This book assumes the reader has some knowledge of threading already and attempts to provide that elusive next level of information that people want after learning the mechanics of a particular threading API. That is - how best to write code that scales well, that works reliably etc.
The first half of the book is general information about that next step, the second half of the book is mostly a collection of algorithms and how their serial equivalents can be converted to make use of multiple processors/cores, together with some information about how successful the conversion is.
The code examples are mostly C, but with the odd snippet of C++ where required by the threading API being used at the time. The threading APIs used are Intel TBB, OpenMP, PThreads and Windows threads. Some examples are presented using more than one API.
All in all, this book sounds promising. However, having just read it, it really didn't work for me. You know when you are asked a question by another developer who you assume knows his/her stuff, so you answer the question correctly but without giving all of the detail that you would give to somebody more junior (as you assume the person asking the question will already know those bits of detail)? You then see the glazed look in the person's eyes, realise they actually needed the detail, so you explain again but with all the extra detail added this time. Well, to me, this book felt like that - as if it was a brain-dump that is correct, but not necessarily in enough detail to satisfy the needs of the reader. To feel definitive it needs the fuzziness removed, the conversational feel removed, and more detail added. It might become drier as a result, but I think it would be more useful.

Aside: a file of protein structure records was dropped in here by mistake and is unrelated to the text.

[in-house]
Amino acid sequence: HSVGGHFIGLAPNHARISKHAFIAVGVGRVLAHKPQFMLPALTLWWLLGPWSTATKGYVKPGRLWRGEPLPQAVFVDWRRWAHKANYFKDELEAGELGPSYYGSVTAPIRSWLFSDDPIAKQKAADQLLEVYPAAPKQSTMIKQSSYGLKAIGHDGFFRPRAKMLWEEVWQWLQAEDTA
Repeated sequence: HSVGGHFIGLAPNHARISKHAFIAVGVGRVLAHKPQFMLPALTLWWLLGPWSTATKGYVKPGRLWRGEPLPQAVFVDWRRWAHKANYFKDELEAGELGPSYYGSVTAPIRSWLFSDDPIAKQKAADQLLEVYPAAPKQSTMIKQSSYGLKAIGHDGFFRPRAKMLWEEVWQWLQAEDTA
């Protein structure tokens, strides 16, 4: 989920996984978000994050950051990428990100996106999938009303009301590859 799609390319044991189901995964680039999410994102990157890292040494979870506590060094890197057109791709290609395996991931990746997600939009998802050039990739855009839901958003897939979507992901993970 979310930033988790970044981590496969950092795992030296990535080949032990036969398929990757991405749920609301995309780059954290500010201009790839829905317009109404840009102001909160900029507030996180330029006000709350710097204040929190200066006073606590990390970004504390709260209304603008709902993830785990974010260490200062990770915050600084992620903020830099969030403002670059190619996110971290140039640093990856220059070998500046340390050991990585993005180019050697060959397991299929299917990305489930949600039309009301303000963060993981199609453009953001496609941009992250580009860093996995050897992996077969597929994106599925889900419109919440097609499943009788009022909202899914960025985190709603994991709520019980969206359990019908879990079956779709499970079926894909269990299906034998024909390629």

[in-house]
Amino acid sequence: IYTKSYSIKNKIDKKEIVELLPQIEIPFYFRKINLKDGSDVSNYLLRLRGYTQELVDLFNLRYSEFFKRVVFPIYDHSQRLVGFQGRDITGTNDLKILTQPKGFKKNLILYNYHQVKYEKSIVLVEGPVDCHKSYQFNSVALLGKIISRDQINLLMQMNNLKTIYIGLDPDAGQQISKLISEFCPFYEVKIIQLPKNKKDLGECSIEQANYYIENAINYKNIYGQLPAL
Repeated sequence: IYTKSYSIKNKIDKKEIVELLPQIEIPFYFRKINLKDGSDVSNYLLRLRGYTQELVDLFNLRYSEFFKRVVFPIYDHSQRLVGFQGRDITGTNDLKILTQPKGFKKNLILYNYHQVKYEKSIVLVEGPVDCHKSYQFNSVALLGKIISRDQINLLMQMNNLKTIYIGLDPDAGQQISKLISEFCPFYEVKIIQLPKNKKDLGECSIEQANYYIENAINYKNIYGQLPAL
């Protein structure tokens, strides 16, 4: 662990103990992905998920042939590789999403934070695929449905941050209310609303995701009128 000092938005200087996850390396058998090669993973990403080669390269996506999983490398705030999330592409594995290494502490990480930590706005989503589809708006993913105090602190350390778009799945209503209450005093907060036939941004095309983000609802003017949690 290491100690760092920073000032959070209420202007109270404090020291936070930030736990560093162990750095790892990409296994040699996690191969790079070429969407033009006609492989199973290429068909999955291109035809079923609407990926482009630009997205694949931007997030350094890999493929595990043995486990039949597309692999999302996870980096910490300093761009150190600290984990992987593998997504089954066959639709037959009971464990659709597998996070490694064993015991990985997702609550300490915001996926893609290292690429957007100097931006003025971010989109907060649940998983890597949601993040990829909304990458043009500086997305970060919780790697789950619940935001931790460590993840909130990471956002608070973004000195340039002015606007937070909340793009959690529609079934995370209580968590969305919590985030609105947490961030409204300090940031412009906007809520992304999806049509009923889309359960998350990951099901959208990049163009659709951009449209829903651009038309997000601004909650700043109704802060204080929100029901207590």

As mentioned above, the book uses four different APIs, but doesn't provide enough information on any of them for somebody who doesn't already know them (thankfully, I do) - it certainly doesn't attempt to teach any of them. It presents examples in C (and sometimes C++), but that are not all complete (missing #includes, missing supporting functions etc), or that will build on a slack C compiler but not on a stricter one (a C++ compiler will not build some of this code as C++, mainly due to missing return values - call me fussy, but I expect newly written C to build as C++). Code examples where presented using more than one API contain little inconsistencies that break the feeling of comparing like with like. Coding standards vary between examples, making typing the examples in a tad annoying as you have to switch mentally between naming conventions.
The section on algorithms really should have been the golden nugget in this book. Indeed, the book will remain on my shelf for me to use that section as a memory aid. However, the presentation of that section, like the first half of the book, is too fuzzy and rambling. So, I'll use it to remind myself of the various algorithms, but probably then go elsewhere to find a definitive description that I can re-implement myself, possibly using this book for some suggestions.
So, a book that showed a lot of promise, but that just didn't live up to expectations. It's not a tutorial on any of the APIs (it doesn't claim to be), but it doesn't feel definitive on the algorithms either. For people with either no multi-threading experience, or people with significant multi-threading experience, I suspect this isn't the book for you. If you're in the middle, with some experience but not a huge amount, then you might find it useful.